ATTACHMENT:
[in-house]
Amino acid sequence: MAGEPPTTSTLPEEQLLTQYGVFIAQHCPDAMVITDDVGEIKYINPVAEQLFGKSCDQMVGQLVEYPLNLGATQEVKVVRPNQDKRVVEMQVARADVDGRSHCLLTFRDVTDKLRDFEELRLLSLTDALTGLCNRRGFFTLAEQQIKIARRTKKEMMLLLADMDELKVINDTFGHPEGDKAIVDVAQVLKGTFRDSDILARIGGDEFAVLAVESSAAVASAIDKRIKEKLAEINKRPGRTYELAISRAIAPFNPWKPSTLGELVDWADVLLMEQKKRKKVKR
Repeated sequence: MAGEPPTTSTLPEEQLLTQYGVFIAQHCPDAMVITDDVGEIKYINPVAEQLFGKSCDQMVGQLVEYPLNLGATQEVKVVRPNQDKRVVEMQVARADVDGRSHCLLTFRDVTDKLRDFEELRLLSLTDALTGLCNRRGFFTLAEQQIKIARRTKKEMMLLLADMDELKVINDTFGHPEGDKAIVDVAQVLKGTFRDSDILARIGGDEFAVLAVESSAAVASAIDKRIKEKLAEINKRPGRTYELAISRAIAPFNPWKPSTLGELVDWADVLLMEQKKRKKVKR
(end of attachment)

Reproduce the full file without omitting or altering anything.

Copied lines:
[in-house]
Amino acid sequence: MAGEPPTTSTLPEEQLLTQYGVFIAQHCPDAMVITDDVGEIKYINPVAEQLFGKSCDQMVGQLVEYPLNLGATQEVKVVRPNQDKRVVEMQVARADVDGRSHCLLTFRDVTDKLRDFEELRLLSLTDALTGLCNRRGFFTLAEQQIKIARRTKKEMMLLLADMDELKVINDTFGHPEGDKAIVDVAQVLKGTFRDSDILARIGGDEFAVLAVESSAAVASAIDKRIKEKLAEINKRPGRTYELAISRAIAPFNPWKPSTLGELVDWADVLLMEQKKRKKVKR
Repeated sequence: MAGEPPTTSTLPEEQLLTQYGVFIAQHCPDAMVITDDVGEIKYINPVAEQLFGKSCDQMVGQLVEYPLNLGATQEVKVVRPNQDKRVVEMQVARADVDGRSHCLLTFRDVTDKLRDFEELRLLSLTDALTGLCNRRGFFTLAEQQIKIARRTKKEMMLLLADMDELKVINDTFGHPEGDKAIVDVAQVLKGTFRDSDILARIGGDEFAVLAVESSAAVASAIDKRIKEKLAEINKRPGRTYELAISRAIAPFNPWKPSTLGELVDWADVLLMEQKKRKKVKR